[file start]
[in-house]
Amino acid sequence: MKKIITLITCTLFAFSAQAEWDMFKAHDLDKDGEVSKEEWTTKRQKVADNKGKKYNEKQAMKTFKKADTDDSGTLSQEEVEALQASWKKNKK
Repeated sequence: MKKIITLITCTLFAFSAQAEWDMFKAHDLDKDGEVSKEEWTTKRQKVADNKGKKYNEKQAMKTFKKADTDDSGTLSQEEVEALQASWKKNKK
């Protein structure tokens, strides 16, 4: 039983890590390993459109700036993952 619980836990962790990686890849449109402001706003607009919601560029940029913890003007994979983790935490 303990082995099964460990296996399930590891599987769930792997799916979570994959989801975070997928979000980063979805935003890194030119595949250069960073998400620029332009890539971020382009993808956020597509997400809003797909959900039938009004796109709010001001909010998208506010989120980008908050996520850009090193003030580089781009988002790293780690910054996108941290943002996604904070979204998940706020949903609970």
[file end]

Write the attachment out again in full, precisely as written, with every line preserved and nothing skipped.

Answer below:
[in-house]
Amino acid sequence: MKKIITLITCTLFAFSAQAEWDMFKAHDLDKDGEVSKEEWTTKRQKVADNKGKKYNEKQAMKTFKKADTDDSGTLSQEEVEALQASWKKNKK
Repeated sequence: MKKIITLITCTLFAFSAQAEWDMFKAHDLDKDGEVSKEEWTTKRQKVADNKGKKYNEKQAMKTFKKADTDDSGTLSQEEVEALQASWKKNKK
């Protein structure tokens, strides 16, 4: 039983890590390993459109700036993952 619980836990962790990686890849449109402001706003607009919601560029940029913890003007994979983790935490 303990082995099964460990296996399930590891599987769930792997799916979570994959989801975070997928979000980063979805935003890194030119595949250069960073998400620029332009890539971020382009993808956020597509997400809003797909959900039938009004796109709010001001909010998208506010989120980008908050996520850009090193003030580089781009988002790293780690910054996108941290943002996604904070979204998940706020949903609970």